similar to nisin formulated into foods and the slow release of
nisin mimics the release of the bacteriocin from a packaging film
to the food. Both types of delivery methods resulted in the
inhibition of L. monocytogenes; however, bacterial cells developed resistance to nisin over time, with the resistance being
higher when the cells were exposed to instant addition of nisin.
Further, excess of nisin in the system did not inhibit the pathogen
due to development of nisin resistance. The study suggests that
the combination of instantaneous and slow release of nisin into a
food system is the most efficient way to obtain the greatest
antimicrobial effectiveness (Chi-Zhang et al., 2004).
6. Conclusion
The foodborne pathogen, Listeria emerged in the late 20th
century and has been a cause of many outbreaks of listeriosis with
high case fatality rates. The economic impact due to big product
recalls, severity of the disease, hospitalization and treatment costs
has drawn the attention of researchers towards the development of
preventive measures to control the spread of L. monocytogenes.
Ongoing research is focused towards deciphering the mechanisms
behind the ability of the pathogen to survive and grow under suboptimal conditions such as low temperature, acidic pH and osmotic stress. An in-depth understanding of the physiology of the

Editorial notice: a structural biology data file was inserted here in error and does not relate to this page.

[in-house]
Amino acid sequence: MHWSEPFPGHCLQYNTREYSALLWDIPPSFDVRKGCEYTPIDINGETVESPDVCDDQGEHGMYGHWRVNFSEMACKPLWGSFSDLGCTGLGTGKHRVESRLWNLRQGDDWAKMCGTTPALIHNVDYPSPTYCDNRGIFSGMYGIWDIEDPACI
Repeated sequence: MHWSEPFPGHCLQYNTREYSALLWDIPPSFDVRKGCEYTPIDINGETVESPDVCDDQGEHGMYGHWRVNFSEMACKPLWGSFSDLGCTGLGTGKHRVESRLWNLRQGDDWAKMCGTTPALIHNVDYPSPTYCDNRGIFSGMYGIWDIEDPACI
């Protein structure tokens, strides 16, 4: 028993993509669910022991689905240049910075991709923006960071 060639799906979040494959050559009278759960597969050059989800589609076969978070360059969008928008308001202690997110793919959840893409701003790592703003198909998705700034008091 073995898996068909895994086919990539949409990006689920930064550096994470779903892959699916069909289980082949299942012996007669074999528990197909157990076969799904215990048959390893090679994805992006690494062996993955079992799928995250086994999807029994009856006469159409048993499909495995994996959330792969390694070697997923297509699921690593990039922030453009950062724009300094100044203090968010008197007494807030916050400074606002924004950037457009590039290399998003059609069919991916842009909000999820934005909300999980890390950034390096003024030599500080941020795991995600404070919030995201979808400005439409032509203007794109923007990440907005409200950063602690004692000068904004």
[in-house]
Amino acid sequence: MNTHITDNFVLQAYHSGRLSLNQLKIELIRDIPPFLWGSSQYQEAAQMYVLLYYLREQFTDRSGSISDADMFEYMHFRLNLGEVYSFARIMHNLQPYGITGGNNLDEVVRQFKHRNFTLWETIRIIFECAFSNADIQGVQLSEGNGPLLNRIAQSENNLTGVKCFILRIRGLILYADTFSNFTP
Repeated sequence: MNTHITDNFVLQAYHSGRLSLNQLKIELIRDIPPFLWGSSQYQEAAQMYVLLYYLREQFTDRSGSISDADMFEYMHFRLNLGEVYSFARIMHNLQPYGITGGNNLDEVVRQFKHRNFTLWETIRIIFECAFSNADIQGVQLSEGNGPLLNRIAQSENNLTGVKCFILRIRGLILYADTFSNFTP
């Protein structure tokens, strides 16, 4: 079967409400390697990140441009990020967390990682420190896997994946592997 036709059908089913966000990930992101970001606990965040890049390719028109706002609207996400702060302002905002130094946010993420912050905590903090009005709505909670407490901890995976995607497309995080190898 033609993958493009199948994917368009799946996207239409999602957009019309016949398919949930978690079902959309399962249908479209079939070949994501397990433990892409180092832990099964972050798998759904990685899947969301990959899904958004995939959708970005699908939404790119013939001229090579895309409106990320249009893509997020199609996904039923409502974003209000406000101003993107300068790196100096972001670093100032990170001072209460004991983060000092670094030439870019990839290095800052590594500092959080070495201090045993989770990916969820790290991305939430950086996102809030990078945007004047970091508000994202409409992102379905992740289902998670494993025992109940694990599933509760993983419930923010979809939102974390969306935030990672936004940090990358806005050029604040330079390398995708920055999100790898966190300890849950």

organism, establishment of HACCP in the food industry, regulated product sampling and testing, along with better detection
and surveillance systems to report foodborne disease outbreaks is
valuable in controlling the pathogen. As mentioned earlier, the
increasing demand of consumers for minimally processed, readyto-eat foods, and globalization of the food industry where a
greater proportion of foods of ethnic origin are being imported
may contribute to an increase in the incidence of foodborne
diseases such as listeriosis. However, concerted efforts by academia, government and the food industry, as well as consumer
awareness can prove beneficial to develop innovative strategies
for the control of Listeria in foods and food processing environments and meet the consumer demand for minimally processed,
ready-to-eat foods, without any loss in sensory and nutritional
attributes.
Acknowledgement
This research was supported (in part) by the New Jersey
Agricultural Experiment Station Project #10152 through U.S.
Hatch Act funds.